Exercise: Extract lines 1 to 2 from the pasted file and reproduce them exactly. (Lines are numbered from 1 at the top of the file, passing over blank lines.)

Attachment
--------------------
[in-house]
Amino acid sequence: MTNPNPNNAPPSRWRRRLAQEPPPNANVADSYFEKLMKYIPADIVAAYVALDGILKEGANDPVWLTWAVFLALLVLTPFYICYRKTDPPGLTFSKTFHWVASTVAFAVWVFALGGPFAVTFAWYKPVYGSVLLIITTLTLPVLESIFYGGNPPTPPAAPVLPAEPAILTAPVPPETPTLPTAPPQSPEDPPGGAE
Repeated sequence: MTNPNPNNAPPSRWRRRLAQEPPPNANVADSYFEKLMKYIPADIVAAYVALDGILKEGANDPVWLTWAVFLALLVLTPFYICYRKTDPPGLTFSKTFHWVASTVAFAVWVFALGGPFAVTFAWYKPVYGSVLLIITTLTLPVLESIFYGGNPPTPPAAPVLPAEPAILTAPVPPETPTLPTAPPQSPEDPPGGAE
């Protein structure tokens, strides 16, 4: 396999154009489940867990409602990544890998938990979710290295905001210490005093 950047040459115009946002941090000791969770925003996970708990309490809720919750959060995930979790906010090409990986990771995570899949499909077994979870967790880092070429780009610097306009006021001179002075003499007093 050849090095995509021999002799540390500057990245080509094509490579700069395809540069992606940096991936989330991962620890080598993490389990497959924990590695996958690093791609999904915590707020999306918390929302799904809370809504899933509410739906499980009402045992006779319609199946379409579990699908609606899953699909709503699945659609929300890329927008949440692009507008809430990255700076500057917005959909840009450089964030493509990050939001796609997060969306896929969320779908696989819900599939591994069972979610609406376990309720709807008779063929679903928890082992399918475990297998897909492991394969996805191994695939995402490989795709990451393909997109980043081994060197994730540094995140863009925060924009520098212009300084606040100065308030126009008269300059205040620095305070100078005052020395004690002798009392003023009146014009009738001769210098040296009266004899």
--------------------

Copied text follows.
[in-house]
Amino acid sequence: MTNPNPNNAPPSRWRRRLAQEPPPNANVADSYFEKLMKYIPADIVAAYVALDGILKEGANDPVWLTWAVFLALLVLTPFYICYRKTDPPGLTFSKTFHWVASTVAFAVWVFALGGPFAVTFAWYKPVYGSVLLIITTLTLPVLESIFYGGNPPTPPAAPVLPAEPAILTAPVPPETPTLPTAPPQSPEDPPGGAE